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Bueker, Britta; Guerreiro, Marco Alexandre; Hood, Michael E.; Brachmann, Andreas; Rahmann, Sven; Begerow, Dominik (2020): Meiotic recombination in the offspring ofMicrobotryumhybrids and its impact on pathogenicity. In: BMC Evolutionary Biology, Vol. 20, No. 1, 123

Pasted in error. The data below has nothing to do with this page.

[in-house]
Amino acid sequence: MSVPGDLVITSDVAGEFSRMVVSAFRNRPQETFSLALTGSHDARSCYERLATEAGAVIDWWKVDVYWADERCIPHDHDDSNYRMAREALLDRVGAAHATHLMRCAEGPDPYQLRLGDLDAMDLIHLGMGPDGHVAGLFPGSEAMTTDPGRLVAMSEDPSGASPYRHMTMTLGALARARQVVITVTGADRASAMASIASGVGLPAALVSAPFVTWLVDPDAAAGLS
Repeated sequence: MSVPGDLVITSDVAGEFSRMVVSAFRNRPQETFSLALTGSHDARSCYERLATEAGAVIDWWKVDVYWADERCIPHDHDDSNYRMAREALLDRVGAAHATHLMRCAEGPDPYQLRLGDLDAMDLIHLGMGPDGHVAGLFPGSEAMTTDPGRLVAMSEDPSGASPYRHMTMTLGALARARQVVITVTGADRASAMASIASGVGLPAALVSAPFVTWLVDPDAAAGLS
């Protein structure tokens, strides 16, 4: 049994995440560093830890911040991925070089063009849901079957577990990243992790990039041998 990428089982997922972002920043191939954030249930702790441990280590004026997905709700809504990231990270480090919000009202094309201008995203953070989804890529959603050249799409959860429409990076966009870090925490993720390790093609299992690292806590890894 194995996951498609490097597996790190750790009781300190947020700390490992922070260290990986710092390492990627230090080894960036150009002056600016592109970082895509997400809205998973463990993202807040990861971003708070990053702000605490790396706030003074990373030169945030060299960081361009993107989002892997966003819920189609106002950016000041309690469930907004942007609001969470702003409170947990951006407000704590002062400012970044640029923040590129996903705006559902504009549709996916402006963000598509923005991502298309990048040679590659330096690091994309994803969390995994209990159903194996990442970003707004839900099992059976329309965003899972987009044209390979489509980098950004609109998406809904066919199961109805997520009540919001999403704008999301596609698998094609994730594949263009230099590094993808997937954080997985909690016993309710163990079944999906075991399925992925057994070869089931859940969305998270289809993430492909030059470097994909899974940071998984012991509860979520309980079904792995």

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Background: Hybridization is a central mechanism in evolution, producing new species or introducing important genetic variation into existing species. In plant-pathogenic fungi, adaptation and specialization to exploit a host species are key determinants of evolutionary success. Here, we performed experimental crosses between the two pathogenicMicrobotryumspecies,M. lychnidis-dioicaeandM. silenes-acaulisthat are specialized to different hosts.The resulting offspring were analyzed on phenotypic and genomic levels to describe genomic characteristics of hybrid offspring and genetic factors likely involved in host-specialization. Results Genomic analyses of interspecific fungal hybrids revealed that individuals were most viable if the majority of loci were inherited from one species. Interestingly, species-specific loci were strictly controlled by the species' origin of the mating type locus. Moreover we detected signs of crossing over and chromosome duplications in the genomes of the analyzed hybrids. InMicrobotryum, mitochondrial DNA was found to be uniparentally inherited from the a(2)mating type. Genome comparison revealed that most gene families are shared and the majority of genes are conserved between the two species, indicating very similar biological features, including infection and pathogenicity processes. Moreover, we detected 211 candidate genes that were retained under host-driven selection of backcrossed lines. These genes and might therefore either play a crucial role in host specialization or be linked to genes that are essential for specialization. Conclusion The combination of genome analyses with experimental selection and hybridization is a promising way to investigate host-pathogen interactions. This study manifests genetic factors of host specialization that are required for successful biotrophic infection of the post-zygotic stage, but also demonstrates the strong influence of intra-genomic conflicts or instabilities on the viability of hybrids in the haploid host-independent stage.